Thursday, 24 February 2011

One woman's quest to save British English

If I didn't already run so many twitter accounts, I'd open @AmericanismsWatch.

Really, really, I have nothing against Americans (with a few notable exceptions - Glenn Beck and Sarah Palin, I'm looking at you), but since we linguists are always banging on about the death of languages I just wanted to be part of documenting the Death of British English, which can be witnessed through a cursory glance at the Facebook statuses of Brits.

They reveal the use of words and phrases like: I'm on it, I'm psyched for, Awww.

Yes, "awww". When an American says it, it sounds like Ahhhh. If you want to say Ahhhh, you need to spell it Ahhhh, because since when do we say "awe" when we are presented with a picture of a kitten?

So periodically I'll be having a little rant about Brits who can't seem to stop themselves from sounding American (and yes, that does include me), and asking for satisfactory translations, which are a lot harder to come by than they might sound. "Pretty" is not exactly the same as "quite" or "rather" or "very". "Smart" is not exactly "clever". But a onesie is a babygrow, we are not "psyched for" but "excited about".

Save British English! Who's with me?


fiona lynne said...

Have you come across this blog before? It sounds like you too would get on... :)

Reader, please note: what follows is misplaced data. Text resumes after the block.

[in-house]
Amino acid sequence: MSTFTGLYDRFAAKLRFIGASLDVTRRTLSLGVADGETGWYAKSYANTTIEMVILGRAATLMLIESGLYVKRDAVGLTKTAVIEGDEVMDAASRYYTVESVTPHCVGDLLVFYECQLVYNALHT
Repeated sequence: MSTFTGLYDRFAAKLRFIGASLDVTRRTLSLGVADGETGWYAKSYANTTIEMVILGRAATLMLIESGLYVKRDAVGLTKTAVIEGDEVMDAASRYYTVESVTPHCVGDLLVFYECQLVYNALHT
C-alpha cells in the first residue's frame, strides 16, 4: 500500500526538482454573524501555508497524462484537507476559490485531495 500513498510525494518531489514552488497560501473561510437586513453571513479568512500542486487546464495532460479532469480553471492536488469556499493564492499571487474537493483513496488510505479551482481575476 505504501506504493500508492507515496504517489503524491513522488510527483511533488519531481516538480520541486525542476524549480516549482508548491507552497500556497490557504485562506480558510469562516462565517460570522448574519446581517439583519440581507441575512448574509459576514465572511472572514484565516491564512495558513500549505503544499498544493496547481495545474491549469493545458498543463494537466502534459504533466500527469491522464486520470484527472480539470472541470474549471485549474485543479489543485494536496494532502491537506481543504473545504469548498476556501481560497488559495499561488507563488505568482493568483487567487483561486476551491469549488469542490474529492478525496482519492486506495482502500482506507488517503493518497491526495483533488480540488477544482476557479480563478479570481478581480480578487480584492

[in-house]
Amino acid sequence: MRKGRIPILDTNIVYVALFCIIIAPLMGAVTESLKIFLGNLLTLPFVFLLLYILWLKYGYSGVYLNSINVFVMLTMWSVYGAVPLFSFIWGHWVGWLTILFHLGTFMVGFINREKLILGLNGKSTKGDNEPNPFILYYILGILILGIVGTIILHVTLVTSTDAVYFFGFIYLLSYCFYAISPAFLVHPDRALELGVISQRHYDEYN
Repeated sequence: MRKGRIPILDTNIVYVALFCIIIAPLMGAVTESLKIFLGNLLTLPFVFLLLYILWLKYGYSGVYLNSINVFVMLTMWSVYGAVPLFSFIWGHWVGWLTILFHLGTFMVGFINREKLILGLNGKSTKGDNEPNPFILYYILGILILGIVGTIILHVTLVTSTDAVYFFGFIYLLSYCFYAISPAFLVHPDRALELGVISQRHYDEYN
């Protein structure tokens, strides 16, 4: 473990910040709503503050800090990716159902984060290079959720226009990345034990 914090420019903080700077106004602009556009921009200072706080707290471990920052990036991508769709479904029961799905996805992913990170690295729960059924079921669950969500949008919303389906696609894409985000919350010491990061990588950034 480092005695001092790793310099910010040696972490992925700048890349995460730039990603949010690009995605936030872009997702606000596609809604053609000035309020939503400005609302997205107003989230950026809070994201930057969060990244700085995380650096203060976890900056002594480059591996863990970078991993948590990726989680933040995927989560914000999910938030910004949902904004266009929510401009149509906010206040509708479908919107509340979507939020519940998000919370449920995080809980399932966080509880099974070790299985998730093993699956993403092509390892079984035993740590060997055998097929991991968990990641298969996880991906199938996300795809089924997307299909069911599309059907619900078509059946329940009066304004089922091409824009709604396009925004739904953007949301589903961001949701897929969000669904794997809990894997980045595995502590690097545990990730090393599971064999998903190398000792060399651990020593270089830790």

Claire said...

thank you so much! She might be my new best friend :)

Trinovante39 said...

I'm a Brit who's lived in the US since 1971, and found Lynn's SbaCL blog several years ago. Over time, she has astounded me with the number of BrE 'neologisms' I took for Americanisms that (BrE which?) turn out to be centuries-old British, abandoned in the UK, being returned to us eastwards across the Pond.

Nevertheless, the pronunciation of some vowels can be jolting, including your AmE 'ahh' for awe. I would add 'ahh' for the letter o, such that 'spots' become 'spahds', and 'dot com' becomes 'dart calm'.

However, since the BBC went off the 'Received Pronunciation' standard, just as many bizarre local dialects now spew forth from Auntie Beeb. To my Americanized East Anglian ears, Scouse, Geordie, and Yorkie are much more jarring than anything I hear from US coast-to-coast, or anywhere else in the English-speaking world for that matter.